Date: Sun, 24 Sep 2017 19:35:35 -0700 From: Igor Seletskiy <i@...udlinux.com> To: oss-security@...ts.openwall.com Subject: Re: Why send bugs embargoed to distros? This pre-disclosure was very useful to CloudLinux. Most of our customers are shared hosting companies and are affected by this bug. The early notification gave us time to thoroughly test the fix, and analyze if it can potentially have any side effects. It also let us deliver the fix to beta channel right after the announcement, and to the main channel a day later. Regards, Igor Seletskiy | CEO CloudLinux OS | KernelCare | Imunify360 Get 24/7 free, exceptionally good support at cloudlinux.zendesk.com Follow us on twitter for technical updates: @CloudLinuxOS On Sat, Sep 23, 2017 at 4:44 AM, Hanno Böck <hanno@...eck.de> wrote: > Hi, > > A few days have passed since the optionsbleed disclosure. Some > interesting things have surfaced, e.g. the fact that it was apparently > discovered already in 2014, but nobody noticed it was a security bug. > > > But I'd like to discuss something else: > I had informed the distros mailing list one week earlier about the > upcoming disclosure with a bug description and links to the already > available patch. > My understanding is that the purpose of the distros list is that > updates can be prepared so after a disclosure the time between "vuln is > known" and "patch is available" is short. > However from all I can see this largely didn't happen. > > Debian+Ubuntu took more than a day after disclosure to fix. According > to the Debian bug tracker the bug got only opened after the public > disclosure. I see no sign that any work on a fix began before the > disclosure. > > If I can trust Red Hat's CVE tracker  there still are no fixed > packages available. Also I haven't found any info about updated > opensuse packages. > > The only distro I'm aware of that prepared packages and pushed them > right after disclosure is Gentoo. > > All of this makes me wonder if the distros list serves its purpose. > > I'd be curious to hear: > > a) if any people felt that pre-disclosure of optionsbleed was helpful > to them and in which way (after all - even if it only helps minor > distros and major distros ignore it it may still be a good thing). > > b) if people think that they'd usually prepare a fixed package, however > they didn't consider optionsbleed important enough. (Naturally I > probably have a bias seeing my findings as more important as other > people, but I could live with that.) > > c) other things? > > > >  https://arxiv.org/pdf/1405.2330.pdf > https://blog.fuzzing-project.org/61-How-Optionsbleed-wasnt-found-in-2014.html >  https://bugs.debian.org/cgi-bin/bugreport.cgi?bug=876109 >  https://access.redhat.com/security/cve/cve-2017-9798 > > -- > Hanno Böck > https://hboeck.de/ > > mail/jabber: hanno@...eck.de > GPG: FE73757FA60E4E21B937579FA5880072BBB51E42 > > > >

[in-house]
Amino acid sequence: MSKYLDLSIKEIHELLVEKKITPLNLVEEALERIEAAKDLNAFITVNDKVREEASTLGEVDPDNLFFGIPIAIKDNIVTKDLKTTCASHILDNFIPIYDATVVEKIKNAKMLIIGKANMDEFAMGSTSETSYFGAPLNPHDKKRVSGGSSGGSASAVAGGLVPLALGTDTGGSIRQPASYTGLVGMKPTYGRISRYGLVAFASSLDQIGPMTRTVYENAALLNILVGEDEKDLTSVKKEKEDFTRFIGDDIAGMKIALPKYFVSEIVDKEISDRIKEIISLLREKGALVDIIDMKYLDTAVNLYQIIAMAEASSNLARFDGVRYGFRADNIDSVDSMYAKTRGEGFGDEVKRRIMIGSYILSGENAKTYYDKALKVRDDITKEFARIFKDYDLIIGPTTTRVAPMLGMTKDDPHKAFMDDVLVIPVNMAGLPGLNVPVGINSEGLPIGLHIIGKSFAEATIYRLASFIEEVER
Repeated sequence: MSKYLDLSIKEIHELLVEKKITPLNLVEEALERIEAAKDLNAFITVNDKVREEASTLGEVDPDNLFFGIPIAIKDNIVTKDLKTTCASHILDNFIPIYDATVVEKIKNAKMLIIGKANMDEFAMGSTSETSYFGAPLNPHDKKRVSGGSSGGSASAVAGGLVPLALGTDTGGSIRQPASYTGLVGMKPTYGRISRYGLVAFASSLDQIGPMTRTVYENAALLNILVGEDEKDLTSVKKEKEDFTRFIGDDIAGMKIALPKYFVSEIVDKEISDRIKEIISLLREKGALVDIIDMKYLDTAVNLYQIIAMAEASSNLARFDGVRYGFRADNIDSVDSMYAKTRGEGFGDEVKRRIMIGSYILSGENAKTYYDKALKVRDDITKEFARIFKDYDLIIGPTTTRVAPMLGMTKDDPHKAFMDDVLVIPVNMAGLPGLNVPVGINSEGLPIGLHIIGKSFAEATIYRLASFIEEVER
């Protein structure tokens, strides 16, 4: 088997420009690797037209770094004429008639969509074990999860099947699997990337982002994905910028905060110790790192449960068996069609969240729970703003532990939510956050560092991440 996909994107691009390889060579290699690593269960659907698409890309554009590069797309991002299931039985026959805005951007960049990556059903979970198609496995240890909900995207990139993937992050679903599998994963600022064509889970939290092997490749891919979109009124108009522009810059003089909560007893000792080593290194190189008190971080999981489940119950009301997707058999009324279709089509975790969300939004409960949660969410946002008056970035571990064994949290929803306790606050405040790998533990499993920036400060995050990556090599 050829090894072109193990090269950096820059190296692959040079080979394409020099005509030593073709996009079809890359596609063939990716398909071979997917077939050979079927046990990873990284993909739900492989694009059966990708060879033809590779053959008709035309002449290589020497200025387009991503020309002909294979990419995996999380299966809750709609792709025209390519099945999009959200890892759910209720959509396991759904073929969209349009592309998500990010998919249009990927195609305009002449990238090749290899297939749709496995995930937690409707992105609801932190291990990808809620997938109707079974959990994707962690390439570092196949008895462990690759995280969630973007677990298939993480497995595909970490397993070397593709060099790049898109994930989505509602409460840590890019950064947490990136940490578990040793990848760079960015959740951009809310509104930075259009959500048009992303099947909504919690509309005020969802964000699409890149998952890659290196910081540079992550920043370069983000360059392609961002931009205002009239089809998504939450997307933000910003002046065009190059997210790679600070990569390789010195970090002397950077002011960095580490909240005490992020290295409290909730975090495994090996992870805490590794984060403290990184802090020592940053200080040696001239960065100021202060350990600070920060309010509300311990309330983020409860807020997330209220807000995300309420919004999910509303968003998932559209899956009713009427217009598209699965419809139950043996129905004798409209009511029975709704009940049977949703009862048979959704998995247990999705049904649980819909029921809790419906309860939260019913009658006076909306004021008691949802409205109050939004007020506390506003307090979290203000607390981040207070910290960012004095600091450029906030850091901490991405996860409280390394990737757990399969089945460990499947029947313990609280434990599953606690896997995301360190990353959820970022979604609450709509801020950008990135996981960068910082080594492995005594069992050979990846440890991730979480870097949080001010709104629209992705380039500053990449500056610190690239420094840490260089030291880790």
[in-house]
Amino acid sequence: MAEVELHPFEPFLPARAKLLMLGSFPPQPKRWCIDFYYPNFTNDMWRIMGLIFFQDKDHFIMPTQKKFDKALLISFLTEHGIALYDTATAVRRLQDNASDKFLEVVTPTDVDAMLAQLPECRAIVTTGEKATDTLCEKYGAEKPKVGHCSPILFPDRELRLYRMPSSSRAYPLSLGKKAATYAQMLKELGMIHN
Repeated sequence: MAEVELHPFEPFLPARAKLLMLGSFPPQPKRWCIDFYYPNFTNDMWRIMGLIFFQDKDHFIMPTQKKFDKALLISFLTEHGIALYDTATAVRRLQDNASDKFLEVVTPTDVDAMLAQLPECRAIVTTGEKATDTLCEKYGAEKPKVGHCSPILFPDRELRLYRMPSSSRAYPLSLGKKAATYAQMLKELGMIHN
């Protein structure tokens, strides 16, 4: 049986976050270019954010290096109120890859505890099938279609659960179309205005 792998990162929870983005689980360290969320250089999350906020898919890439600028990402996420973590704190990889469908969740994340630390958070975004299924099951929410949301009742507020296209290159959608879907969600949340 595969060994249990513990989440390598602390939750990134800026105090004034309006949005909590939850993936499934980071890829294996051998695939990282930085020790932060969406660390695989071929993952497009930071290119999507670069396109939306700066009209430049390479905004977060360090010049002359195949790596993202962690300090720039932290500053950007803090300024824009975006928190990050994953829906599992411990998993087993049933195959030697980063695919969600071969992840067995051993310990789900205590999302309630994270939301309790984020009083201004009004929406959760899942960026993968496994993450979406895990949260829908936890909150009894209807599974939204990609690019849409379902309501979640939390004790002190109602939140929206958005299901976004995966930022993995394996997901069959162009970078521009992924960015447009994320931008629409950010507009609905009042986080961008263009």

Powered by blists - more mailing lists
Please check out the Open Source Software Security Wiki, which is counterpart to this mailing list.
Powered by Openwall GNU/*/Linux - Powered by OpenVZ